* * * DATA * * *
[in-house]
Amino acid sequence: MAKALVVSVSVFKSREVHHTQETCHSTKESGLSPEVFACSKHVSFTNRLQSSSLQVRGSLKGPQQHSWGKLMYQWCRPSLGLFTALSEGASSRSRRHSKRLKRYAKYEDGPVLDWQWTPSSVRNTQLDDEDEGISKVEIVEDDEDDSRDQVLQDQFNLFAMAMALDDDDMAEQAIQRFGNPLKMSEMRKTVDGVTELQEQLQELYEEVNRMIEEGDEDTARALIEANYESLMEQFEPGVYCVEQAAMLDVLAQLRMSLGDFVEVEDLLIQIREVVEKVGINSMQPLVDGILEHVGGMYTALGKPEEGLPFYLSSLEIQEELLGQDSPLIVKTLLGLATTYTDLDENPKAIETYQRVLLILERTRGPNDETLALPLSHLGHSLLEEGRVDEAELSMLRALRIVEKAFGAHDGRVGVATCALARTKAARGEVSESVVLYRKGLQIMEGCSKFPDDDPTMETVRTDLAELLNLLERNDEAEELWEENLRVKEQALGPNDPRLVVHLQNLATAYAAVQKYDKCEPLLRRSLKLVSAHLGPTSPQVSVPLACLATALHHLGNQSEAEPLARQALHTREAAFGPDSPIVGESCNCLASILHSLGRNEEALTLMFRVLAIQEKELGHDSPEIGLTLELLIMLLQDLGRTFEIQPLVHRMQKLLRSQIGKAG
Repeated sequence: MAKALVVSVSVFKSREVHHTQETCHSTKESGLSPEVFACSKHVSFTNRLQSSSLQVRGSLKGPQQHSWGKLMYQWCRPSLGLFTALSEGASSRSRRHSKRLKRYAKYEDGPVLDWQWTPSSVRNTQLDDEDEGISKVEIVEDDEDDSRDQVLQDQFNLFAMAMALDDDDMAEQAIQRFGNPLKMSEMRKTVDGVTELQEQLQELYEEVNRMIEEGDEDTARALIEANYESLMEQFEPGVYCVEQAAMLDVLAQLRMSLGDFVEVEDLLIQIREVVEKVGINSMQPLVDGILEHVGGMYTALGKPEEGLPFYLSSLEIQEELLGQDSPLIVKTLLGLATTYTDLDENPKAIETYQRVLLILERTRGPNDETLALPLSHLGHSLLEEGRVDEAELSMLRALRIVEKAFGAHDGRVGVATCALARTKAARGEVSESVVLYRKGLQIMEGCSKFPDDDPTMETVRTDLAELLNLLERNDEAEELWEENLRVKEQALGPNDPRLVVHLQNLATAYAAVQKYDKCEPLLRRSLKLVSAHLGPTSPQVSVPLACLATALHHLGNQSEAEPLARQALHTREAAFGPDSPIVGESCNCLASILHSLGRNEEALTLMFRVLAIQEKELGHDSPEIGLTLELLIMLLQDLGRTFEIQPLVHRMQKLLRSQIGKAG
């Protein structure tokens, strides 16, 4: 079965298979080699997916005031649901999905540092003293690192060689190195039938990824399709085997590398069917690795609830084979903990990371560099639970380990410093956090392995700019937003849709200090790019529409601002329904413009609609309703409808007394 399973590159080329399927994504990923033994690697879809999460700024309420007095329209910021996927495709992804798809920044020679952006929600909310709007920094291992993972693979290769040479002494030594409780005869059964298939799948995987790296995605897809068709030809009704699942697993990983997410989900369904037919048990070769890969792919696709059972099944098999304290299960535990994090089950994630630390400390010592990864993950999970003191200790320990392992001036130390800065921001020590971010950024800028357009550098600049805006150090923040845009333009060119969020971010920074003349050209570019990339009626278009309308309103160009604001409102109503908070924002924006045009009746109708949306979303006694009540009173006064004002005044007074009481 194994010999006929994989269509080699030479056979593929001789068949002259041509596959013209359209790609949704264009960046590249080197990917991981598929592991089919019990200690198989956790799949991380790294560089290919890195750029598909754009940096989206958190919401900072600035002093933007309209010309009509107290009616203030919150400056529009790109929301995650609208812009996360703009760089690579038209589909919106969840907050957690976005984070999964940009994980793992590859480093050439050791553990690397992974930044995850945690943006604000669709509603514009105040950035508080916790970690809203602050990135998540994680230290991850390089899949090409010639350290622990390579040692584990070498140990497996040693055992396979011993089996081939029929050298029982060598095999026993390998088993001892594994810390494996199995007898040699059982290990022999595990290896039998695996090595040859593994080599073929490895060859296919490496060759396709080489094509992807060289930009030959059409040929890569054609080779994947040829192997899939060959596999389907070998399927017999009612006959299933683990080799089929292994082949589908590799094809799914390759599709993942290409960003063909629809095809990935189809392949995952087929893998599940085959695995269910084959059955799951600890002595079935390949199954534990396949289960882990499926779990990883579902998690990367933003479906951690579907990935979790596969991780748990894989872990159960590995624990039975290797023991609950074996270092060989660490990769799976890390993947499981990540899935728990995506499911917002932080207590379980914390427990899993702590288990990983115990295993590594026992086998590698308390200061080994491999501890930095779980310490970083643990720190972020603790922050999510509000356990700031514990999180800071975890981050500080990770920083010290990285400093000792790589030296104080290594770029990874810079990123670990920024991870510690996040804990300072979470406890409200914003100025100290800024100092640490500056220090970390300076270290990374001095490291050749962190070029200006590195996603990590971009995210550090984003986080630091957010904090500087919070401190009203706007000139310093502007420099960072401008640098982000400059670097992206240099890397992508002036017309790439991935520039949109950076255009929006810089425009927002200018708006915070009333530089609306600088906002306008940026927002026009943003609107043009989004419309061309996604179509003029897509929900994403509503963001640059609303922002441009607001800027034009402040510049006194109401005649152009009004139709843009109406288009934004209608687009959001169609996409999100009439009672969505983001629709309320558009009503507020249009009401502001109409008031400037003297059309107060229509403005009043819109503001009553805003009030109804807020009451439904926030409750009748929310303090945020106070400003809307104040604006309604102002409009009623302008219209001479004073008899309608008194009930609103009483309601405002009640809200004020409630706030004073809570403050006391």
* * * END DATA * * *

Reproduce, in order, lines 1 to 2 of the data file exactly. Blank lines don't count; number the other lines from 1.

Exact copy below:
[in-house]
Amino acid sequence: MAKALVVSVSVFKSREVHHTQETCHSTKESGLSPEVFACSKHVSFTNRLQSSSLQVRGSLKGPQQHSWGKLMYQWCRPSLGLFTALSEGASSRSRRHSKRLKRYAKYEDGPVLDWQWTPSSVRNTQLDDEDEGISKVEIVEDDEDDSRDQVLQDQFNLFAMAMALDDDDMAEQAIQRFGNPLKMSEMRKTVDGVTELQEQLQELYEEVNRMIEEGDEDTARALIEANYESLMEQFEPGVYCVEQAAMLDVLAQLRMSLGDFVEVEDLLIQIREVVEKVGINSMQPLVDGILEHVGGMYTALGKPEEGLPFYLSSLEIQEELLGQDSPLIVKTLLGLATTYTDLDENPKAIETYQRVLLILERTRGPNDETLALPLSHLGHSLLEEGRVDEAELSMLRALRIVEKAFGAHDGRVGVATCALARTKAARGEVSESVVLYRKGLQIMEGCSKFPDDDPTMETVRTDLAELLNLLERNDEAEELWEENLRVKEQALGPNDPRLVVHLQNLATAYAAVQKYDKCEPLLRRSLKLVSAHLGPTSPQVSVPLACLATALHHLGNQSEAEPLARQALHTREAAFGPDSPIVGESCNCLASILHSLGRNEEALTLMFRVLAIQEKELGHDSPEIGLTLELLIMLLQDLGRTFEIQPLVHRMQKLLRSQIGKAG